The threat of misinformation: fact-checking and self-regulation in media

The current status of fact-checking and self-regulation of media organizations was one of the topics discussed at great length during the first day of World Journalists Conference 2022, held by Journalists Association of Korea.

30 speakers from around the world gathered virtually to explore the necessity of fact-checking and self-regulation in journalism. Habib Toumi from Bahrain noted how with smartphones turning everyone into a reporter, technology has brought out “the best and the worst in people” because most people “do not have the mindset, training or the sense of responsibility of professional journalists” which means “nothing is off limits for them.”

Toumi cited an example of a 17-year-old girl committing suicide after fake photographs of her were posted online in an act of revenge by a man who she had refused to go out with. Toumi insisted that “it takes time to refute fabrications, and during that time, misinformation, like a horrible virus, spreads further and infects more people.” This is why while the job of fact-checkers is difficult, fact-checking is essential and necessary.

Iranian journalist Pooneh Nedai said, “The idea of fact checking has been related to power and money across history. The policy of producing and publishing the right news is influenced by media, people and governments. I do not want to point the crisis of fact checking just with politics but I believe it is related to all.”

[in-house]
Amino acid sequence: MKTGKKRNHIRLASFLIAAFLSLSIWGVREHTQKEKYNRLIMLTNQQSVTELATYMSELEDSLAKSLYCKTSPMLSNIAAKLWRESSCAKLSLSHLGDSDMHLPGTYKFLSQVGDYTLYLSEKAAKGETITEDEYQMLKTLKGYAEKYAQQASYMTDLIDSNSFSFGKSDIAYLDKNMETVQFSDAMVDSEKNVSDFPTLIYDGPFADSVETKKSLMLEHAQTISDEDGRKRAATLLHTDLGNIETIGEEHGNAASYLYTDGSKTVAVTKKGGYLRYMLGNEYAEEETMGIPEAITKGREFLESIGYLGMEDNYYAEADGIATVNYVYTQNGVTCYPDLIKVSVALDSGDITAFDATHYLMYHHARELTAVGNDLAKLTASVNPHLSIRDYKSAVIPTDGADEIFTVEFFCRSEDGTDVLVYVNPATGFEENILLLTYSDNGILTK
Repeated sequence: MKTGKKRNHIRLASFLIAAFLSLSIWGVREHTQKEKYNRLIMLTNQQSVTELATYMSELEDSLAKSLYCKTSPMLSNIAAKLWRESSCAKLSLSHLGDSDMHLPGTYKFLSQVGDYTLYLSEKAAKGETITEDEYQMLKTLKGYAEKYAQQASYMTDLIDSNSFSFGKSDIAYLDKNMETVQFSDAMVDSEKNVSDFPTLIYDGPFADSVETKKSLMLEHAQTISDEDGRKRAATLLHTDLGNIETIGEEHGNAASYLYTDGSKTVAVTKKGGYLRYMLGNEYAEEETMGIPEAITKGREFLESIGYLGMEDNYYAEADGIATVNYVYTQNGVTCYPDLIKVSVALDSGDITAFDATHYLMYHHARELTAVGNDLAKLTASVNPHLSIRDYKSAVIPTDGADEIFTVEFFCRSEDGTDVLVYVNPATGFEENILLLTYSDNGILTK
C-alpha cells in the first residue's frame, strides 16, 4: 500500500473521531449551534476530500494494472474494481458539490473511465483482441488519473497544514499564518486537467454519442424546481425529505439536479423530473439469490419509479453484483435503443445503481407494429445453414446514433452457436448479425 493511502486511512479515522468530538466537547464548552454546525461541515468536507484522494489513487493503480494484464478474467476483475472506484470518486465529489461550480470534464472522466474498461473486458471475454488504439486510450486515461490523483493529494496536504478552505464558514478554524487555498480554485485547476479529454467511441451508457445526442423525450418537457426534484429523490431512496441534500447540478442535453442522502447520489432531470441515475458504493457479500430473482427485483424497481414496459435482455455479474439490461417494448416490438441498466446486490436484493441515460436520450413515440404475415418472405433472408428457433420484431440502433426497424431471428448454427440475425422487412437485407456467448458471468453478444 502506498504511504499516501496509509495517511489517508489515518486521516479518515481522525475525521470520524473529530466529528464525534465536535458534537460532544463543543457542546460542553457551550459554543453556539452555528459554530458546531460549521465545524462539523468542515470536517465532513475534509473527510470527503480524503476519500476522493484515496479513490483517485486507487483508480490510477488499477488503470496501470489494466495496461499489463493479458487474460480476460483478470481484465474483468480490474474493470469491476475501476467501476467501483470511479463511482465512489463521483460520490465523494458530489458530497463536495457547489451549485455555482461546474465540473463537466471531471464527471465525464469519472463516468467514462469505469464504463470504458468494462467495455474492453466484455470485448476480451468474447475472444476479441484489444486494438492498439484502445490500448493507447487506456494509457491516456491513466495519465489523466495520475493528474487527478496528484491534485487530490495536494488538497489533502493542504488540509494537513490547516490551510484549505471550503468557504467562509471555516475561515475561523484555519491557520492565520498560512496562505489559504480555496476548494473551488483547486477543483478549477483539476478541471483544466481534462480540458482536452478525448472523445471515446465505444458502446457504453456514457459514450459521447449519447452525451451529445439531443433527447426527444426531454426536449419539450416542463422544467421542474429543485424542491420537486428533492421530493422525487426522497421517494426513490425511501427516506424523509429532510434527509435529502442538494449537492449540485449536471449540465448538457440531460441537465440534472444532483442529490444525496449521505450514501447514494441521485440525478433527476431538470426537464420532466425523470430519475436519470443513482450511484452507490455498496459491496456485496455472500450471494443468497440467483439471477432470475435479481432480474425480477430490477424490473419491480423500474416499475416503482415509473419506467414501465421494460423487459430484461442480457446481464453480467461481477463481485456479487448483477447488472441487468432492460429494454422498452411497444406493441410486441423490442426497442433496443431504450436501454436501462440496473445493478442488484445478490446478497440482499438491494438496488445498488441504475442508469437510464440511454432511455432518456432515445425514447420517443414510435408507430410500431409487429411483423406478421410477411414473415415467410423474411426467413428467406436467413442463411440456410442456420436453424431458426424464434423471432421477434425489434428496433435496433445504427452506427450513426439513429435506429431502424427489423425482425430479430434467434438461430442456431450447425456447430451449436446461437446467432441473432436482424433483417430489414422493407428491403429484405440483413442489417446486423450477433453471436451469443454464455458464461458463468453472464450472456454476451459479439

And Nedai’s points ring true, especially with the recent events in Pakistan. The issue of fact-checking on social media is timely and relevant to our situation in Pakistan at the moment as we have seen a massive political crisis for about a month now since the possibility of former Prime Minister Imran Khan being ousted after a no-confidence vote arose.

In the weeks following Khan getting kicked out of power, we have seen his political party ‘Pakistan Tehreek-e-Insaf’ use its social media department to spread false claims presented as facts and undermine democracy and the constitution in order to rile up people. It’s the exact same way Trump riled up his supporters to protest and not accept the decision after he lost the elections. Here, even after being voted out and after cases of Khan’s corruption and incompetence came forth, the use of social media by his party has allowed him a great way to rally his troops and cause a civil disturbance.

The time-consuming process of fact-checking especially when it comes to the wildfire-like spreading of fake news on social media platforms absolutely favors politicians like Khan who have been using it to great effect for years to keep the public opinion on their side.

In the same context, journalists’ responsibility to fact-check becomes even more important. Alin Ferrer-Garganera (The Philippines) reminded that as journalists, “our primary obligation is to the truth and we must always observe the discipline of verification.”

Alin Ferrer also remarked on the importance of self-regulation in media organizations. She noted the general, innate human bias and subjectivity that factors into our work as journalists, the invisible corporate influences and our human limitations as reasons to self-regulate. She insisted that as organizations, our motive to profit and earn an income does not outweigh our motive to produce quality and responsible journalistic work.

You can read the full text of Habib Toumi’s speech here, Alin Ferrer-Garganera’s speech here and Pooneh Nedai’s speech here.

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